The current decade has been extraordinarily kind to investors in almost every asset class. Since the international financial crises towards the end of this century’s first decade, stock markets have boomed, as has real estate and commodity prices risen. The manager of one investment Trust believes that, blips like the crises aside, the last 35 years have been extremely kind to investors due to a general course of ‘disinflation’ that has been largely maintained by the big Western economies. The resulting fall in interest rates has led to capital gains for all financial assets, believes Peter Spiller, manager of the ‘ultra-conservative’ Capital Gearing Trust since it was first launched in 1982.
A recent article in the Telegraph newspaper’s Questor investment-picking focused column interviewed Spiller who believes that the acceleration of the debt pile built up by Western economies that led to the 2008 crises has been temporarily solved by more debt. Spiller believes that long term the only way countries such as the U.S. and the UK can extract themselves from their huge national debts will be to allow inflation to power ahead of short-term interest rates. He believes that, though it can’t be accurately predicted when the process may start, the next 35 years may turn out to be the inverse of the previous when it comes to the direction of inflation.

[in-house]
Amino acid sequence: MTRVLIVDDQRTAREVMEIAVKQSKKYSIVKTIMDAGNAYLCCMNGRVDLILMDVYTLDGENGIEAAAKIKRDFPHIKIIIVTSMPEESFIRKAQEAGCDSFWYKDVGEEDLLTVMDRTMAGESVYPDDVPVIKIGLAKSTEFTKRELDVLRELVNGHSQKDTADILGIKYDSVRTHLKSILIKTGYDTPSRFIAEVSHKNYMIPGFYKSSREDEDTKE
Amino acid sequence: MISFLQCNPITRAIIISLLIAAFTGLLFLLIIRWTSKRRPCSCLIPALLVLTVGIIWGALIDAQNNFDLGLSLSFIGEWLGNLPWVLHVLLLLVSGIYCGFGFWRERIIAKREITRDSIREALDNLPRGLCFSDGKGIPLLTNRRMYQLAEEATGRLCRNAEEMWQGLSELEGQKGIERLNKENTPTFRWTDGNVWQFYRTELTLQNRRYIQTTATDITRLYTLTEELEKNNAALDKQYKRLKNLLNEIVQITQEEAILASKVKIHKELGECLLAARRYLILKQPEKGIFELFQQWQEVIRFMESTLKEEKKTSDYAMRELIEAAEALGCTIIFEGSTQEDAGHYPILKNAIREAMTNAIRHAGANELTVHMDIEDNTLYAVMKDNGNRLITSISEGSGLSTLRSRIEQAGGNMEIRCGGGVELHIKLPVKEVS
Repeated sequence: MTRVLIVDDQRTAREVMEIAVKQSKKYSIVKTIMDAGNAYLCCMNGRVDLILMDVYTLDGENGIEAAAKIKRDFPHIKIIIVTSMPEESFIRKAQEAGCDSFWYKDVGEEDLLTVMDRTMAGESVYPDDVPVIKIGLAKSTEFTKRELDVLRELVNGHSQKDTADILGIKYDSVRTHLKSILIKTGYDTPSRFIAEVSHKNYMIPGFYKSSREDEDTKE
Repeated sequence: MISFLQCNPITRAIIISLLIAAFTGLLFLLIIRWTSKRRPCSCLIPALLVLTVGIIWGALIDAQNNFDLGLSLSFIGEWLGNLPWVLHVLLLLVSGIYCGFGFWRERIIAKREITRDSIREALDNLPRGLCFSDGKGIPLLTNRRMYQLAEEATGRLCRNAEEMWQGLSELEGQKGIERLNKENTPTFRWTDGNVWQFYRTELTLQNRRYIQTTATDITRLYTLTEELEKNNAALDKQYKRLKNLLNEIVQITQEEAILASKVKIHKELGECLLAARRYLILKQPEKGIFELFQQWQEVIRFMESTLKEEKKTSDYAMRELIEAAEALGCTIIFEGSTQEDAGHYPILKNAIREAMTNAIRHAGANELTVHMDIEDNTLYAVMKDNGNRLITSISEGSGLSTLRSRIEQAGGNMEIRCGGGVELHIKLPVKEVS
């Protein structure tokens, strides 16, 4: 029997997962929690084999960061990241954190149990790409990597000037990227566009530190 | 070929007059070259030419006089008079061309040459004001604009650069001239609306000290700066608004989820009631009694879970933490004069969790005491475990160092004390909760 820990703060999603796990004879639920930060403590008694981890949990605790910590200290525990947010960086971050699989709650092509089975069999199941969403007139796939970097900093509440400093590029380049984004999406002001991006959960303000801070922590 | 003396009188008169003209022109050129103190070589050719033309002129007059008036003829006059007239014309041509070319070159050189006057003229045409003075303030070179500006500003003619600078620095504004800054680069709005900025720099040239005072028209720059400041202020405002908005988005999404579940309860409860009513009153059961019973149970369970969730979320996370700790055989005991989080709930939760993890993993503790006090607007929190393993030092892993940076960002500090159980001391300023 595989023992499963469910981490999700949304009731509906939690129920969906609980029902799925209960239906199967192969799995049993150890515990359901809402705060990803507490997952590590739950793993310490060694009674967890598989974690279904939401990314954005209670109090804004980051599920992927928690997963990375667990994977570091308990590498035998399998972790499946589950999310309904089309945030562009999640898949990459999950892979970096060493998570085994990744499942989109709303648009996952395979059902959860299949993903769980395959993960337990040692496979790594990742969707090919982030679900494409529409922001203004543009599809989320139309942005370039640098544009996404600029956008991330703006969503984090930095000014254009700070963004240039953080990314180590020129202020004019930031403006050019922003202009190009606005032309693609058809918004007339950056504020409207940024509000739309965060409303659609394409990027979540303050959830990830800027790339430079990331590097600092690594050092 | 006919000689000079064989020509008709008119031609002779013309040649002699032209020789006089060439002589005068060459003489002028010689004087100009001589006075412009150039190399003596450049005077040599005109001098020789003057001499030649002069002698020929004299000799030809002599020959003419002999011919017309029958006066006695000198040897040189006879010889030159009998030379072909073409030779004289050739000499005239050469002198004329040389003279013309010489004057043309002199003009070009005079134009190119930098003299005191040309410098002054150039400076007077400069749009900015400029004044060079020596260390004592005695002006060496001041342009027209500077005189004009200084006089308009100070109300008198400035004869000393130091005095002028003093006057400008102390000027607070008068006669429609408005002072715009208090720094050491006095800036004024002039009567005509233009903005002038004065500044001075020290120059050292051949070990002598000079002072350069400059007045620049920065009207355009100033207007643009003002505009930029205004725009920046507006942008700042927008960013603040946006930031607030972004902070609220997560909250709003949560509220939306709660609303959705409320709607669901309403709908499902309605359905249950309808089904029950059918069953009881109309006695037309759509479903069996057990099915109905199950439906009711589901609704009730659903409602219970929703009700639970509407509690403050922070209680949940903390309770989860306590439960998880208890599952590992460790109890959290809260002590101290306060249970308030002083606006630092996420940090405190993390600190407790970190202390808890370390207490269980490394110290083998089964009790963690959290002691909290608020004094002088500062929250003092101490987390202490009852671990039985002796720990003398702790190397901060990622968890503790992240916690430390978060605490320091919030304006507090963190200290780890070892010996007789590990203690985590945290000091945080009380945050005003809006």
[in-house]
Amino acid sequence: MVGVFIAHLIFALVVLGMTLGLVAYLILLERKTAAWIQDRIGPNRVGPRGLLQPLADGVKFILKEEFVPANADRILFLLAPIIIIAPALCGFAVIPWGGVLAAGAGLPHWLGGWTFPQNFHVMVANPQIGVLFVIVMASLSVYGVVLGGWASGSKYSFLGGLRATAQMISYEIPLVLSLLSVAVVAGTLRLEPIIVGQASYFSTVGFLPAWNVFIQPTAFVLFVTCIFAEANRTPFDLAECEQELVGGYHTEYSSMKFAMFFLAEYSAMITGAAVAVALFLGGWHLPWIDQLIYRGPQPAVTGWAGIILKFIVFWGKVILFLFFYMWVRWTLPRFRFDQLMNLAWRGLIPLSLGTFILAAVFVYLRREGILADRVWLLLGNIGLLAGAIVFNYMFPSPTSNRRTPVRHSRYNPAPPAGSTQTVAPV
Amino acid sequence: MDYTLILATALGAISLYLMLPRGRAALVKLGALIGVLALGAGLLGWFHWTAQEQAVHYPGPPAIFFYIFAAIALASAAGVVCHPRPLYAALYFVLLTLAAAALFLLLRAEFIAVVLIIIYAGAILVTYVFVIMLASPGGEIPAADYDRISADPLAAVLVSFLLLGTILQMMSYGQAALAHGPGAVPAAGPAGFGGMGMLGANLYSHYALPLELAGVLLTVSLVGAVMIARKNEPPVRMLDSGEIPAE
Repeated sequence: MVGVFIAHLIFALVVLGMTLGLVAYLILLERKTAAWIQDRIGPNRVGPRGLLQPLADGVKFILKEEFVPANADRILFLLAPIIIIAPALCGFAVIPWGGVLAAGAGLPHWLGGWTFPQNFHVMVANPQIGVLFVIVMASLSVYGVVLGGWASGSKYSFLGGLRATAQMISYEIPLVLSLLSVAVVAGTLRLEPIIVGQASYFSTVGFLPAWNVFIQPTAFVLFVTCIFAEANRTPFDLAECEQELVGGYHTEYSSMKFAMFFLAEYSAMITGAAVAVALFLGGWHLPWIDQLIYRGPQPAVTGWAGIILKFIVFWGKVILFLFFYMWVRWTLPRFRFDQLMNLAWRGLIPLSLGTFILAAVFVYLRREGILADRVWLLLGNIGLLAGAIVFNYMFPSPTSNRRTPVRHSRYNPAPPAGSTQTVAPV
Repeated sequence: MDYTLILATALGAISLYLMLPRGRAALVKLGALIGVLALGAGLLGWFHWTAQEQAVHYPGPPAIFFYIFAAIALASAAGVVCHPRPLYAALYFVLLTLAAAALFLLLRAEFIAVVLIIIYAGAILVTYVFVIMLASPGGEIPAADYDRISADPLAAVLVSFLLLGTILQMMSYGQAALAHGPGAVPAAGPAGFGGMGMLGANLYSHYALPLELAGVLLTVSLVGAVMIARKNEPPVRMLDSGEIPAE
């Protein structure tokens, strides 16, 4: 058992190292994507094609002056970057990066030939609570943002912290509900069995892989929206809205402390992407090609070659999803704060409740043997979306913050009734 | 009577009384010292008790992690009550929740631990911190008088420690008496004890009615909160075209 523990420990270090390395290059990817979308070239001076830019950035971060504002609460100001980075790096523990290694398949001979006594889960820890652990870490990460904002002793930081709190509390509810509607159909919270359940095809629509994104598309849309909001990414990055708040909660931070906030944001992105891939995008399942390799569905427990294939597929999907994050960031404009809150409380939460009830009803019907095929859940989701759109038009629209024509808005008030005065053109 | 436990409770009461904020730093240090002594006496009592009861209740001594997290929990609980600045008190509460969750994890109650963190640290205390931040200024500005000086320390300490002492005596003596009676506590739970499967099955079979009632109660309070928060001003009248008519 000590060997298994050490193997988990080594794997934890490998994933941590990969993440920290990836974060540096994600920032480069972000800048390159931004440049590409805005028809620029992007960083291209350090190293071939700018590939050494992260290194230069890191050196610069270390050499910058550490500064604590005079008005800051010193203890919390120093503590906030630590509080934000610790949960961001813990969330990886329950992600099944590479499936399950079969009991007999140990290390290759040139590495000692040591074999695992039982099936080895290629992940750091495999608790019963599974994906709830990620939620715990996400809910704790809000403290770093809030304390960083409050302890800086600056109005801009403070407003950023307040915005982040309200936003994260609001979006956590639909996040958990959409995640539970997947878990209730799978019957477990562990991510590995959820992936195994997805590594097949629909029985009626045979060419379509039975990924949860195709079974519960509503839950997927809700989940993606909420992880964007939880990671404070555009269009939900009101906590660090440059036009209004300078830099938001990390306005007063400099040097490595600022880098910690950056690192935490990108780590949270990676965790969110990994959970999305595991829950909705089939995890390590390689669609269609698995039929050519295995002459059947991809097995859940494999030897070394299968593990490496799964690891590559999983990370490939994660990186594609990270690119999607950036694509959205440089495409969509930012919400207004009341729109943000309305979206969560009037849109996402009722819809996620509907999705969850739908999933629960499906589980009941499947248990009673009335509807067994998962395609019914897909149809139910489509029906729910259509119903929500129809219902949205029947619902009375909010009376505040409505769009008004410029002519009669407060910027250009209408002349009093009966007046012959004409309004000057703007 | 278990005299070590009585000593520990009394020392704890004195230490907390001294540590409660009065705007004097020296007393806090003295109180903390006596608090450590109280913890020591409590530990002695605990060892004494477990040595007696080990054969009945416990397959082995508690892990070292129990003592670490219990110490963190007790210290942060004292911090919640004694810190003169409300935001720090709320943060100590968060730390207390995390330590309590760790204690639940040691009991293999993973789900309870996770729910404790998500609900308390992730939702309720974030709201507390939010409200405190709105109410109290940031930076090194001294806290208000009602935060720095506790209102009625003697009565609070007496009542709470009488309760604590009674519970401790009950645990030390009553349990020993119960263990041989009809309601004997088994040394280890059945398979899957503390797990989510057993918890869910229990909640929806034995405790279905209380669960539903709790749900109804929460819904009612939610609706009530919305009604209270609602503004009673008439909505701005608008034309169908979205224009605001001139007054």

Spiller thinks that central banks in developed nations will continue to support growth in the shorter term as their countries are so highly-leveraged that any recession would be a disaster. This will, in turn, lead to rising inflation over time and falling corporate profitability and returns. The Capital Gearing Trust is geared for this scenario and has the stated objective of wealth preservation as its first aim with absolute total returns only “over the medium to longer term”.
As a result, the Trust has a fairly unusual make-up of assets. 24% of capital is allocated to defensive equities, 16% to property and a full third to index-linked government bonds. 20% is in corporate bonds and preference shares and the remaining 3% held in cash and gold.
The property allocation has exposure to the German residential property market and funds with a focus on index-linked leases on British property such as that owned by housing associations. Spiller makes sure that the Trust will have plenty of resources available to it when, as he expects, risk assets fall in value. As such, dividends are kept to a minimum with yields of under 1%.
Professional money managers have, over the past couple of years, been building larger allocations to defensive assets of the kind Spiller’s trust embodies. Holders of online stocks and shares ISAs who are concerned the good times may finally draw to a close might also consider starting to set aside larger allocations to more defensive assets such as the Capital Gearing Trust.